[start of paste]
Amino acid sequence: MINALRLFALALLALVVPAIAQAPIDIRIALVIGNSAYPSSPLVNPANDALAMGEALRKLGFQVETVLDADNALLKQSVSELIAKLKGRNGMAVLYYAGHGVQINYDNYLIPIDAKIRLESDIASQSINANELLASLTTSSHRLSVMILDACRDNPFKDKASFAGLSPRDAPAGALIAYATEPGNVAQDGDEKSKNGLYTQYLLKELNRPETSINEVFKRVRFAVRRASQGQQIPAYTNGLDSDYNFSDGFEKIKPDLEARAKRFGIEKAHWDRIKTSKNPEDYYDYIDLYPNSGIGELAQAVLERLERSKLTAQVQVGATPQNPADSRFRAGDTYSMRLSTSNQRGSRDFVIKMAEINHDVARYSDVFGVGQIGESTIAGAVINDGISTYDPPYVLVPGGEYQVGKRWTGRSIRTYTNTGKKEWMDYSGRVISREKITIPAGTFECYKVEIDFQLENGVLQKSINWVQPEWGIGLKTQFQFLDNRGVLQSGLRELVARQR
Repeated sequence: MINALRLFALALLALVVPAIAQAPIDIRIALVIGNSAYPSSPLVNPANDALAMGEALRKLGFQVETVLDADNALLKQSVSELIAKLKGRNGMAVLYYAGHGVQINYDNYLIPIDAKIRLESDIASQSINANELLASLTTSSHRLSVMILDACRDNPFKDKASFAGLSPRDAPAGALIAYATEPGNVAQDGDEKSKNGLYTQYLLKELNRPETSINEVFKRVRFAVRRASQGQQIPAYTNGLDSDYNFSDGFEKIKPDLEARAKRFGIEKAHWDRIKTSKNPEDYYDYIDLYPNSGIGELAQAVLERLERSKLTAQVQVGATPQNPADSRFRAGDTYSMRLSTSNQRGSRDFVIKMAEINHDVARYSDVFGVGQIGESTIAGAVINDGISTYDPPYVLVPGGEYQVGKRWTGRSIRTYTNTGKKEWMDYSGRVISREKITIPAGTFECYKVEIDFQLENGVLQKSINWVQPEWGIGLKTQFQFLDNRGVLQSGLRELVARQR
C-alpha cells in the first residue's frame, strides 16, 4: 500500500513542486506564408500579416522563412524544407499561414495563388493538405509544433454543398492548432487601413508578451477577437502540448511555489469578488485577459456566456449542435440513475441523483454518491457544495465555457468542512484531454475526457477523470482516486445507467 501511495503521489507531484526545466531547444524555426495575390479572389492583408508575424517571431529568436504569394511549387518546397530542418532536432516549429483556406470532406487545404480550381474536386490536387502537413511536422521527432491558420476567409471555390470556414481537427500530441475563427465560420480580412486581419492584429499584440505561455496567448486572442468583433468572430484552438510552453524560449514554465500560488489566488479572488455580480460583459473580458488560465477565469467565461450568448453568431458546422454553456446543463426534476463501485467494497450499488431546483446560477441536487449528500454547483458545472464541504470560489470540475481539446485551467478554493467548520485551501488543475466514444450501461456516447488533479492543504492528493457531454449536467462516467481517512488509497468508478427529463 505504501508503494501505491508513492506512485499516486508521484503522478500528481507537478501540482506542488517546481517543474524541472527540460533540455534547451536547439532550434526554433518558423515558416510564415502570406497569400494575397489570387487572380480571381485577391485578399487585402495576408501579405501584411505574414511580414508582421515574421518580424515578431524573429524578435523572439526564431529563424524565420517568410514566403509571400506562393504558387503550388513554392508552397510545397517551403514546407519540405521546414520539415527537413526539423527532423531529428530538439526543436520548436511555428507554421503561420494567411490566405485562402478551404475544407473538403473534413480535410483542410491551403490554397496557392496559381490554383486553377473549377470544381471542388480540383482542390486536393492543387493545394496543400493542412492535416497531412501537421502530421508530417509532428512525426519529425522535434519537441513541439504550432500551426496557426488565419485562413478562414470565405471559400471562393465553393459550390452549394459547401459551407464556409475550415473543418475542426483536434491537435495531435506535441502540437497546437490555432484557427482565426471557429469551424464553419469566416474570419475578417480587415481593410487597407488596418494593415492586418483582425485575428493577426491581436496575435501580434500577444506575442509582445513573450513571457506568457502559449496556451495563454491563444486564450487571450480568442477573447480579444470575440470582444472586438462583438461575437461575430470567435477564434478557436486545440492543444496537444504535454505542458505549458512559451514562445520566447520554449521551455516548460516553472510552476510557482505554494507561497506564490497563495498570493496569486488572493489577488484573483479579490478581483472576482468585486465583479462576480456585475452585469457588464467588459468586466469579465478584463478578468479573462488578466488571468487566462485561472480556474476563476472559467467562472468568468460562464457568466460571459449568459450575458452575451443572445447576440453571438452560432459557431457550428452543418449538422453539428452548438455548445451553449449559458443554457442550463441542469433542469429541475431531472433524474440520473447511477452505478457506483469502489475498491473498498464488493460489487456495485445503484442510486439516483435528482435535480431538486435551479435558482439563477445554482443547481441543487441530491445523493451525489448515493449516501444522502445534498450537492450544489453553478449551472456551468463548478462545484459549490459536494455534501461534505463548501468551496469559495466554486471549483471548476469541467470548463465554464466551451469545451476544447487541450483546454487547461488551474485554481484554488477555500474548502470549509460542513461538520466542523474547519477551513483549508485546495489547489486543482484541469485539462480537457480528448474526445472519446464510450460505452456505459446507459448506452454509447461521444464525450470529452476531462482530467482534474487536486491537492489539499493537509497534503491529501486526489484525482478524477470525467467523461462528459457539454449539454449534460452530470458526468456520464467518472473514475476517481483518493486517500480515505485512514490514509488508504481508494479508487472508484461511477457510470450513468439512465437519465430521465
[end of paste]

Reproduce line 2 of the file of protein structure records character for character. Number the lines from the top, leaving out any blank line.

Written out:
Repeated sequence: MINALRLFALALLALVVPAIAQAPIDIRIALVIGNSAYPSSPLVNPANDALAMGEALRKLGFQVETVLDADNALLKQSVSELIAKLKGRNGMAVLYYAGHGVQINYDNYLIPIDAKIRLESDIASQSINANELLASLTTSSHRLSVMILDACRDNPFKDKASFAGLSPRDAPAGALIAYATEPGNVAQDGDEKSKNGLYTQYLLKELNRPETSINEVFKRVRFAVRRASQGQQIPAYTNGLDSDYNFSDGFEKIKPDLEARAKRFGIEKAHWDRIKTSKNPEDYYDYIDLYPNSGIGELAQAVLERLERSKLTAQVQVGATPQNPADSRFRAGDTYSMRLSTSNQRGSRDFVIKMAEINHDVARYSDVFGVGQIGESTIAGAVINDGISTYDPPYVLVPGGEYQVGKRWTGRSIRTYTNTGKKEWMDYSGRVISREKITIPAGTFECYKVEIDFQLENGVLQKSINWVQPEWGIGLKTQFQFLDNRGVLQSGLRELVARQR